That bust will be placed alongside those of several other players known more by their nicknames than by the name on their birth certificates, but unlike George Herman “Babe” Ruth, “The Mick” Mickey Mantle, “The Splendid Splinter” Ted Williams, “Mr. October” Reggie Jackson or even “Shoeless” Joe Jackson, who belongs in the Hall of Fame, but is apparently banned in his afterlife as he was during the latter days of his life.

Not many people know Chipper Jones by his real name. And because he’s generally kept such a low profile during his career, many also are not aware how much he also had game. He’s not going to be a 3000-hit club member, or a 500-homerun club member.  He certainly won’t be next to Brooks Robinson, Roberto Clemente or Ozzie Smith, all of whom were known for their amazing defense as much if not more so than their hitting prowess.  He’s only won one Most Valuable Player award and one batting title.  He’s only won one World Series title.  Continue reading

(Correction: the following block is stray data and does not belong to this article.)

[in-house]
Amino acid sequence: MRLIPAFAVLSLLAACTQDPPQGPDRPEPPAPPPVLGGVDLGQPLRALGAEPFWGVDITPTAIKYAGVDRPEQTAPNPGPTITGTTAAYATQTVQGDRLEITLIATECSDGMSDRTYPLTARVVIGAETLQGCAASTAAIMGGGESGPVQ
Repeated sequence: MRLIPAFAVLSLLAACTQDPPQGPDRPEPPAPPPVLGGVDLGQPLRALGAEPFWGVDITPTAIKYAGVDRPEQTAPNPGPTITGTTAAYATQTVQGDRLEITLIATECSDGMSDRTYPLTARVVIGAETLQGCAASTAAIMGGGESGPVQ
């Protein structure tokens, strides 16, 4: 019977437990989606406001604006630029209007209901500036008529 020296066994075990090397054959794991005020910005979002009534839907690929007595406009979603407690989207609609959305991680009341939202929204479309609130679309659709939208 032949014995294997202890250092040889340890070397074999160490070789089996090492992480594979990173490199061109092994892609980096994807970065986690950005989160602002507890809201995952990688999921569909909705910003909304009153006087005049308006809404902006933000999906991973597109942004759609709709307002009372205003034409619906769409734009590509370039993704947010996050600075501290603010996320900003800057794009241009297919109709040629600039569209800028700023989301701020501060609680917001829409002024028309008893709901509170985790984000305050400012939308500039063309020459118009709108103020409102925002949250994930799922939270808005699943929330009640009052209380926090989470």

I peeked at the American League East standings last week and for a moment I thought they had been printed upside down. Perennial powerhouses in New York and Boston were languishing in fourth and fifth place while Baltimore sat atop the division with Toronto and Tampa jockeying for second place.

Another look this morning shows that things might be normalizing a bit. The Yankees have edged into third, overtaking Toronto. But the Red Sox remain in last and the Orioles still top the East, although just 4.5 games separate the top from the bottom.

So with a questionable starting rotation and injuries to David Robertson, Mariano Rivera, Michael Pineda and Brett Gardner hampering their season so far, just exactly where will the Yankees ultimately end up? We enlisted the assistance of Brandon C., co-manager of Pinstripe Alley, to provide some insight. Here’s what he had to say: